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SG Susan Garrett
Have you ever wondered why one dog could walk down a path on leash with their owner and pass dog after dog without really even blinking an eye and another dog could walk on leash on the same path and see like a single dog in the distance and absolutely lose it? Well if you have, then you're in for a treat because that is the topic of today's podcast episode.
Hi, I'm Susan Garrett. Welcome to Shaped by Dog. Today we're going to talk about your dog's ability to regulate their emotions. And in podcast episode number 217, I spoke about we need to sometimes help our dogs go from a place of dysregulation and through our help move through co-regulation to get to a place of self-regulation.
But honestly there's a fourth stage. And it's one where the dog has moved from needing to self-regulate to a place where they have habituated in that in my first example right off the top, the dogs walking by on the path are just white noise. “I don't need to self-regulate because I don't care.” That's an ideal place. That's Nirvana.
Is it possible for all dogs? Well, it really depends on where you're starting. And as I mentioned in podcast episode number 218, it's dependent on the dog's age and the stage and any number of other things that go into how your dog responds when they are stressed. Because that's what self-regulation is.
It's the ability for a dog to feel an emotion, but not act on it. For them maybe wanting to do one thing but doing the opposite. And honestly, most dogs demonstrate that every day. When you might ask your dog say to move over on the couch, you want to sit in that spot. Now some dogs may just move. Some dogs may lightly bite you if you grab at their collar.
Now that lightly biting is saying, “I'm not happy with having to move, because I was all snuggled as a bug.” But the lightly biting, even though ideally, we don't want our dogs to put our mouths on us, the lightly biting is an inhibited bite because every single dog out there can draw blood on you and I.
But their inhibited bite shows they are self-regulating. Now our goal is to have them self-regulating in more and more examples, but honestly, it's tough. And let's face it, it's even tougher for you and I because a lot of times the ability to self-regulate is dependent upon, well, the kind of day you've had. But generally speaking, are your physical, mental, and emotional needs being met?
Because if one or all three of those aren't, it becomes increasingly difficult for you to think one thing and do the other. It becomes more and more difficult for the filter to stay in place on your mouth. With us humans, we can like logically to say, “Listen, I'm a little bit edgy today, therefore I need to do this.”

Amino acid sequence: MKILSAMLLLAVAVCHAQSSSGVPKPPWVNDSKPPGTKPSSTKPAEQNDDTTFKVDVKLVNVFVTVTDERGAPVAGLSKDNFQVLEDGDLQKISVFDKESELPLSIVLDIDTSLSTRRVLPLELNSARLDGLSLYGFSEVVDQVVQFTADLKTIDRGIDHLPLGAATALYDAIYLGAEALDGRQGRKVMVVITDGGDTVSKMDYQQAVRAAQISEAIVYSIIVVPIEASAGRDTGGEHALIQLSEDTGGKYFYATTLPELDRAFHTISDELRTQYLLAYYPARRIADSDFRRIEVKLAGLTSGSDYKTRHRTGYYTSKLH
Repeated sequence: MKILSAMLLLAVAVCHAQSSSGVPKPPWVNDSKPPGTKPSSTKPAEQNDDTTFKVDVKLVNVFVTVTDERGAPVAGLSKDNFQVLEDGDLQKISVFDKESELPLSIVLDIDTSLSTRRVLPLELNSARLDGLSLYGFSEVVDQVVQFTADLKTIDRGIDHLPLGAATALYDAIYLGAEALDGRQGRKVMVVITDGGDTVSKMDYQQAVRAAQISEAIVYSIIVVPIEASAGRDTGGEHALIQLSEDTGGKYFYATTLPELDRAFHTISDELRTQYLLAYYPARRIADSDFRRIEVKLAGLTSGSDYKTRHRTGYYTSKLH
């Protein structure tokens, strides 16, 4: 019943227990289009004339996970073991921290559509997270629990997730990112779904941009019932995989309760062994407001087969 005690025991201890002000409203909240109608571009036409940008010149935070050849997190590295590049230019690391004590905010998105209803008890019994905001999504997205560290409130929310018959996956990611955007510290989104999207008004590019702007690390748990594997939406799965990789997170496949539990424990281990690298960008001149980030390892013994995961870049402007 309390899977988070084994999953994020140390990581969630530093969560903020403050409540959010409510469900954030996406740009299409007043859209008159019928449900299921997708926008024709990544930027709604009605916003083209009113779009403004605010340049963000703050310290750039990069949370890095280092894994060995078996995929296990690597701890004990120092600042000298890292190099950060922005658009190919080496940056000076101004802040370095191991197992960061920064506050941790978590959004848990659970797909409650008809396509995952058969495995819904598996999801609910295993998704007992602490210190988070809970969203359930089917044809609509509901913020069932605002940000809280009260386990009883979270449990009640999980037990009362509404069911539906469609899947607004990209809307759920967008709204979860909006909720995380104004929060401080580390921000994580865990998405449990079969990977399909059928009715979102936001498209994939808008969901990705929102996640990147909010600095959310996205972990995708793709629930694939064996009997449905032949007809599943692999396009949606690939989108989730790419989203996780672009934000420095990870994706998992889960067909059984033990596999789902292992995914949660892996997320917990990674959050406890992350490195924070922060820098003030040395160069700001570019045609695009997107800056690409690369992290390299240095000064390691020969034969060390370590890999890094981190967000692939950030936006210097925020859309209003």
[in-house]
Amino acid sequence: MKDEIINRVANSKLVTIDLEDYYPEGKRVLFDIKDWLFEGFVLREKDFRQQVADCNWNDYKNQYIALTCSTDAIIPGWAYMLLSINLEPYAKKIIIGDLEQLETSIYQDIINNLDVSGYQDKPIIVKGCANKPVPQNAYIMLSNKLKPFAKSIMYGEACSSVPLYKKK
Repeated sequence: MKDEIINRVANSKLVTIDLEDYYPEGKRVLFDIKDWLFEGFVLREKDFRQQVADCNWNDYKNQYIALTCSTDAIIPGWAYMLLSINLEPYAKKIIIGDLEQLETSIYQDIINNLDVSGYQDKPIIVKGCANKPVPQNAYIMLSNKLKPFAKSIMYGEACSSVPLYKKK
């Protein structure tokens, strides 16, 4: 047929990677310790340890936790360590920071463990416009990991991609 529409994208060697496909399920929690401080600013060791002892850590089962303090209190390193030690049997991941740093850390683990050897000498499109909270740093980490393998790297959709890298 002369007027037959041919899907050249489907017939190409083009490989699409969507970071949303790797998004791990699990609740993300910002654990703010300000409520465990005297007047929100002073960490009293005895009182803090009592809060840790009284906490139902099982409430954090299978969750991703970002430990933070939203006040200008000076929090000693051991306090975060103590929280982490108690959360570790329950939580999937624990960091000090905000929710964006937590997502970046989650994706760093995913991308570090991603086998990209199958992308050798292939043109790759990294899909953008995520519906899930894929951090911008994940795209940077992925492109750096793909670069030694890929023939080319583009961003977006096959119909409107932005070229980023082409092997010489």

So, for me it might be meditate, get out in nature, walk my dogs, spend time hanging out with my dogs, possibly reading, and very likely some form of exercise.
Now the unconscious way us humans deal with the emotions we feel is eating, drugs, alcohol, scrolling on social media, maybe being one of those keyboard warriors, writing crap to people behind a screen. Really unhealthy things like mindlessly just watching Netflix series, after series, after series, or even you know, something's worse.
So, we as humans have a difficult time dealing with life if our physical, emotional, and mental needs and spiritual needs for us haven't been met. So, it's super important to be aware of the fact that what are my expectations for my dog?
Are they a like lot higher than the expectations that I have for myself? So constantly keep that in the front of your mind. Are you being fair to your dog? Remember, our goal is to develop a relationship with this other species who is very social, who has needs very different than ours, and we're trying to get them to fit within the constructs of what we think life should look like.
We have to keep that in mind because it's not naturally just going to happen. Disney has portrayed that dogs have these crazy abilities to think and process and feel exactly the way we want them to. But that's not real life. You can go back and think about a dog in your past that, “Oh, life was so great. He did exactly what I wanted always.”
Well, here's the truth. Our memory kind of fades on the things that were difficult with that dog. Plus, the environment is very different today. There's a lot more going on. There's a lot more owners with their heads down looking at a screen and dogs being completely ignored. Plus, there's a lot more environmental factors like WiFis and fragrances and dyes and you name it.
So, there's a lot for our dogs to deal with. Now, right off the top, I just want to be clear. A dog showing any form of dysregulation is not a bad dog. It's not a weird dog. It's not a dog that needs to be dealt with.
Dysregulation is the inability to manage emotions and that's to be expected. Especially with young puppies or with puppies or dogs who are in your home and haven't had clarity of expectations played out in a way that they want to do what you want them to do. And it is possible to get there. You'll see what I mean as I roll out what I have for you today.
So, dysregulation can show up in any number of ways. Often, it's an outward physical representation of an inward mental or emotional struggle. So, it could be a dog spinning or barking or lunging or humping or digging or yes, even biting. Here's the thing that I want you to be clear about.